C:\Windows\system32>Copy \\?\GLOBALROOT\Device\HarddiskVolumeShadowCopy25\window
s\NTDS\ntds.dit c:\Users\Administrator\Desktop\DumpCreds
        1 file(s) copied.

Copy the SYSTEM

The NTDS.dit file is encrypted. The Boot Key is located in the SYSTEM in the registry. We need to copy this file and extract it to Boot Key to decrypt the contents of the NTDS.dit.

PS C:\Users\administrator\Desktop\DumpingCreds> reg save hklm\system .\system
The operation completed successfully.
PS C:\Users\administrator\Desktop\DumpingCreds> Get-Bootkey -SystemHiveFilePath .\system
0c2ad61118gab7b64e24cdab3f4a84b
PS C:\Users\administrator\Desktop\DumpingCreds>

Password Quality Check

We have the NTDS.dit and we have the Boot Key, now you can perform the password quality check. Run this command below, it will extract all the accounts from the NTDS.dit database and it will compare the hashes with the hash file from HIBP. If you running into any problem, check the Troubleshooting section.

PS C:\Users\administrator\Desktop\DumpingCreds> Get-ADDBAccount -All -DatabasePath 'ntds.dit' -BootKey 0c2ad61118gab7b64e24cdab3f4a84b | Test-PasswordQuality -WeakPasswordHashesSortedFile "C:\Users\administrator\Downloads\passwords\pwned-passwords-ntlm-ordered-by-hash-v6.txt"

When the script is done working, the actual report will look like the sample report below. This is a human-readable report, but still, an object, whose properties can be accessed separately (e.g. $result.WeakPassword) to produce the desired output.

Active Directory Password Quality Report
----------------------------------------

Passwords of these accounts are stored using reversible encryption:

LM hashes of passwords of these accounts are present:
  FUTURE\admtricker
  FUTURE\admagb
  FUTURE\Administrator
  FUTURE\denavide
  FUTURE\bhchilversum1
  FUTURE\bia
  FUTURE\idebUNiS
  FUTURE\try.developmentteam
  FUTURE\bph.expertteam
  FUTURE\reception
  FUTURE\store
...Active Directory Password Quality Report
----------------------------------------
 
Passwords of these accounts are stored using reversible encryption:
  April
  Brad
  Don
 
LM hashes of passwords of these accounts are present:
 
These accounts have no password set:
  Guest
  nolan
  test
 
Passwords of these accounts have been found in the dictionary:
  adam
  peter
 
Historical passwords of these accounts have been found in the dictionary:
  april
  brad
 
These groups of accounts have the same passwords:
  Group 1:
    Aidan
    John
  Group 2:
    Joe
    JoeAdmin
    JoeVPN
 
These computer accounts have default passwords:
  LON-CL2$
 
Kerberos AES keys are missing from these accounts:
  Julian
 
Kerberos pre-authentication is not required for these accounts:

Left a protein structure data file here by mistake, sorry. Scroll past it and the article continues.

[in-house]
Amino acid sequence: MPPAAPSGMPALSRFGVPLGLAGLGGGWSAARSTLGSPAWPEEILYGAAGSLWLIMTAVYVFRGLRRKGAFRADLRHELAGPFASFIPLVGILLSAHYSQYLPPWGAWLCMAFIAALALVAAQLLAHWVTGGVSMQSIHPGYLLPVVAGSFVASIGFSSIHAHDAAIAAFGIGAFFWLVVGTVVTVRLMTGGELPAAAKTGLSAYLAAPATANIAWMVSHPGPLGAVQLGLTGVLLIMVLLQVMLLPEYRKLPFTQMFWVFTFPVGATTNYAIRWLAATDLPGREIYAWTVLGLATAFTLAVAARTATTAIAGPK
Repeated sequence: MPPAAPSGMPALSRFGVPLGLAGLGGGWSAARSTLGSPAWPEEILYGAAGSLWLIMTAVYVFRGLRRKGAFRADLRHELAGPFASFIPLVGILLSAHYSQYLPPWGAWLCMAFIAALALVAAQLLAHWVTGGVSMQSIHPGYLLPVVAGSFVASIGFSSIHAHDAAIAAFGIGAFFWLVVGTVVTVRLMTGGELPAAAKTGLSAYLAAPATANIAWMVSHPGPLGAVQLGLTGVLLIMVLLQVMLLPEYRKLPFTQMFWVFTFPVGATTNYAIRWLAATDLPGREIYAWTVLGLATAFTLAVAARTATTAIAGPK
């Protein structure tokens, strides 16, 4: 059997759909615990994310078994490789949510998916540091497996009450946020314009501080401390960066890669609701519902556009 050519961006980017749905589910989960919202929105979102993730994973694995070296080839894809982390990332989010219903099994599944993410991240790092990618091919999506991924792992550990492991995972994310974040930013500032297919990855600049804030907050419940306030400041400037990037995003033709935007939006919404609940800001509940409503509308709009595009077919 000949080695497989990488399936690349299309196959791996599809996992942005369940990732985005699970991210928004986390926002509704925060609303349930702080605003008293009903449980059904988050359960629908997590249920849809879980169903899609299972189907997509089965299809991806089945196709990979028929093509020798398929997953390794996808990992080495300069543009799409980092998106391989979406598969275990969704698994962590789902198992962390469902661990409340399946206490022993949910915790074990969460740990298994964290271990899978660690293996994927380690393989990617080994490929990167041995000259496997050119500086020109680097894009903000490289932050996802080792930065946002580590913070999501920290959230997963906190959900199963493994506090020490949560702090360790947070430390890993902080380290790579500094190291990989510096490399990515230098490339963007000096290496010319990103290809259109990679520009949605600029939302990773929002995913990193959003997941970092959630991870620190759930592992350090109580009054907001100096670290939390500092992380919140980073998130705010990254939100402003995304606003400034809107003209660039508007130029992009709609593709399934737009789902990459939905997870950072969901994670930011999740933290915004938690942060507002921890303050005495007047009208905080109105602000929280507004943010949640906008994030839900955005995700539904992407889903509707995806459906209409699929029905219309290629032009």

Holly
  Chad
 
Only DES encryption is allowed to be used with these accounts:
  Holly
  Jorgen
 
These administrative accounts are allowed to be delegated to a service:
  Administrator
  April
  krbtgt
 
Passwords of these accounts will never expire:
  Administrator
  Guest
 
These accounts are not required to have a password:
  Guest
  Magnus
  MariaActive Directory Password Quality Report
----------------------------------------

Passwords of these accounts are stored using reversible encryption:

LM hashes of passwords of these accounts are present:
  FUTURE\admtricker
  FUTURE\admagb
  FUTURE\Administrator
  FUTURE\denavide
  FUTURE\bhchilversum1
  FUTURE\bia
  FUTURE\idebUNiS
  FUTURE\try.developmentteam
  FUTURE\bph.expertteam
  FUTURE\reception
  FUTURE\store
...

The report is showing different sections. To know how you need to read this report, I have created an explanation for each section with a recommendation on what you could do.

The passwords of these accounts are stored using reversible encryption

Summary: Change the password immediately, disable reversible encryption in the GPO.

This check shows whether the password is stored using the reversible encryption. The intent of this way of storing the passwords will provide support for applications that require knowledge of the user password for authentication purposes. Storing passwords using reversible encryption is essentially the same as storing the password in clear-text. For security reasons, you should never have user accounts that store passwords with reversible encryption enabled.

If there are user accounts with passwords, saved in reversible encryption, change the passwords immediately. Also, make sure that you have not configured the Store password using reversible encryption for all users in the domain policy in the Group Policy Object (GPO) or in the Local Security Policy of the workstations or servers.

Policy location
Computer Configuration\Windows Settings\Security Settings\Account Policies\Password Policy

The LM hashes of passwords of these accounts are present

Summary: Change the password immediately, disable storing LM hash in GPO or use passwords that is at least 15 characters long.

LM hashes are used by the LAN Manager (LM) authentication, an old authentication mechanism that predates NTLM authentication. LM hashes are relativity weak and can often be cracked quickly by attackers using brute force attacks. Windows operating systems before Windows Vista, and server operating systems before Windows Server 2008, still compute store both NT hashes and LM hashes.